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Teas From India

Serious tea planting in India started with the British and was done in a plantation style instead of the small farms which are so prevalent in China. India is known for its black tea production, Darjeeling and Assam have become household names the world over. Now there is much experimentation as Indian tea estates produce other types of tea as well.

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Assam, Mangalam Estate (4 oz or 1 lb)
$16.15

FTGFOP, black indian tea, from Assam, plum, sandalwood, soy
Assam, Nahorhabi Estate (4 oz)
$14.53

Cacao Chai Black Tea | In Pursuit of Tea
Cacao Chai (4 oz)
$13.05

A velvety chai of Assam tea, aromatic spices and roasted cacao bean shells. Naturally sweet, it works well with or without sugar.
Classic Chai Black Tea | In Pursuit of Tea
Classic Chai (4 oz)
$14.25

A delicious, full-flavored chai made from hearty Assam tea and aromatic Indian spices.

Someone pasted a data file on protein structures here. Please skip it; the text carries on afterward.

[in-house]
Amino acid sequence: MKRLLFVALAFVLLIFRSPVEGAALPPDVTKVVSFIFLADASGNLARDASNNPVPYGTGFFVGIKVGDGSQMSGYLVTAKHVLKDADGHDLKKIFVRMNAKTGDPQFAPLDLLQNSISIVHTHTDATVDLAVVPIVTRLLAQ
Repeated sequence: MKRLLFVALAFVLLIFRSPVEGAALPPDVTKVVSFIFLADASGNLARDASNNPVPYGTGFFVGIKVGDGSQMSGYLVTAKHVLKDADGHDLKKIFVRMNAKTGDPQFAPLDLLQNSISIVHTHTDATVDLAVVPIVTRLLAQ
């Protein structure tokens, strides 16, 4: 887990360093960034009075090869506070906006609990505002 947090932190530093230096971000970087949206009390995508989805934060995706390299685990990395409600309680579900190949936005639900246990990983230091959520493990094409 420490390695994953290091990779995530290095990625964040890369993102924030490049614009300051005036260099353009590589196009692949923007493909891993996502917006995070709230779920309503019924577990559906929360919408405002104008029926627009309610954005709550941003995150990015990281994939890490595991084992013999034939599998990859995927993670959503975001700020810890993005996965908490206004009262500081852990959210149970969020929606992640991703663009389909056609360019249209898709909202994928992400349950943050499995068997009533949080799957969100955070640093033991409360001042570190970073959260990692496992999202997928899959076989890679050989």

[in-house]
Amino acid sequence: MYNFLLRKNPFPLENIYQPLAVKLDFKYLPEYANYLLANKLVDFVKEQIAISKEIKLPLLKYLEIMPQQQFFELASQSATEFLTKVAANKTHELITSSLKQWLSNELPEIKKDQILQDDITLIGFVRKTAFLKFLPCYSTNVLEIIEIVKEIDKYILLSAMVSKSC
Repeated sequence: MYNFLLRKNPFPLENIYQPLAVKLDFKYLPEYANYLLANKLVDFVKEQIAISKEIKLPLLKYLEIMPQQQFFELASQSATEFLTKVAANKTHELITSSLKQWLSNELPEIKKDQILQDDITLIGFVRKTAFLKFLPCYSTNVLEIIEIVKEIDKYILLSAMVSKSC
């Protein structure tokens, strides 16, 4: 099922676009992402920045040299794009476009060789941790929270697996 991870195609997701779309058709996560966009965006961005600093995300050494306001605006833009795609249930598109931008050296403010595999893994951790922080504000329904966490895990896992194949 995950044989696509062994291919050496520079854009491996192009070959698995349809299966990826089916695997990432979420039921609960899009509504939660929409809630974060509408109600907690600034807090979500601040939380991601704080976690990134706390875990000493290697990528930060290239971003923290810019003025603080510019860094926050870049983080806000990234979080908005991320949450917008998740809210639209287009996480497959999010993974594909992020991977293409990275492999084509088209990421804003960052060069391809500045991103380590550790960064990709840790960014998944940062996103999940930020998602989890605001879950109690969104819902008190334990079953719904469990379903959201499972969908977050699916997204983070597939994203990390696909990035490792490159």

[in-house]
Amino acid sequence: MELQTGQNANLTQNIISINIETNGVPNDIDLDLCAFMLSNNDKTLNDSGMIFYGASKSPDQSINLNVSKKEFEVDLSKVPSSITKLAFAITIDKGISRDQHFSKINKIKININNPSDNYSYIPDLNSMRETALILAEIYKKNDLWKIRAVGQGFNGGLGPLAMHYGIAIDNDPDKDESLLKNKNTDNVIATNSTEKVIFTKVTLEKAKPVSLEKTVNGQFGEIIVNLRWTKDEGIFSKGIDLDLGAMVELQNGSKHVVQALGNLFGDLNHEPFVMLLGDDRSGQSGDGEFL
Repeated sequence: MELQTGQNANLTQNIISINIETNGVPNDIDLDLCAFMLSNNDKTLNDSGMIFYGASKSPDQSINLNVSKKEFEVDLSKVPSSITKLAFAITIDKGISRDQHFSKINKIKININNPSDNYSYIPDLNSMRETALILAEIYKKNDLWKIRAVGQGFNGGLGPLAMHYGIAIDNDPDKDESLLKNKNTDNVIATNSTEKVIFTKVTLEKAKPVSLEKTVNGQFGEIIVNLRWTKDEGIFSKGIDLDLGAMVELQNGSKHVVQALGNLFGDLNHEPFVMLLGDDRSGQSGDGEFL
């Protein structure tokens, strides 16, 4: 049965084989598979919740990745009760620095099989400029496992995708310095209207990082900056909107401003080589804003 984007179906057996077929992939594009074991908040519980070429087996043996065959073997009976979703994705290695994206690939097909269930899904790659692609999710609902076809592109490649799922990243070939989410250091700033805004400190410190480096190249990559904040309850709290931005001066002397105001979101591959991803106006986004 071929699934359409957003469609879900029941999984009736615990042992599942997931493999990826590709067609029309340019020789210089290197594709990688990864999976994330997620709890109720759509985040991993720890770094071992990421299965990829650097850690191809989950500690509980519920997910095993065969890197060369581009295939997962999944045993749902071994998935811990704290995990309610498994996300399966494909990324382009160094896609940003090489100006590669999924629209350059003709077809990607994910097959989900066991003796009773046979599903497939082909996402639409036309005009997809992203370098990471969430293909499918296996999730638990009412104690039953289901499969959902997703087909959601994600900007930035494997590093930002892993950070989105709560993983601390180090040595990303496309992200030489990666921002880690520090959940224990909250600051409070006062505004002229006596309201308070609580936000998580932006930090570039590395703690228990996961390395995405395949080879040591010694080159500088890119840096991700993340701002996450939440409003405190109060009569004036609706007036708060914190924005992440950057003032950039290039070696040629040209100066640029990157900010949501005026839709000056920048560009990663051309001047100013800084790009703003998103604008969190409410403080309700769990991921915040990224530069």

Darjeeling 1st Flush, Glenburn Estate (2 oz)
$29.00


Banjhi Leaf of Darjeeling

On Making Second Flush Leaves

Sebastian Beckwith has spent much time in Darjeeling over the years, talking with many growers and tasting teas. He was there just at the end of the First Flush season and the beginning of the little known Banjhi period. Here are his notes on a previous trip.


Tea is one of the only plants that is used only for the vegetative growth, not its fruit or flower. The tea plant is an evergreen small tree by habit, but has been trained as a shrub/bush through the periodic management practices like plucking and pruning.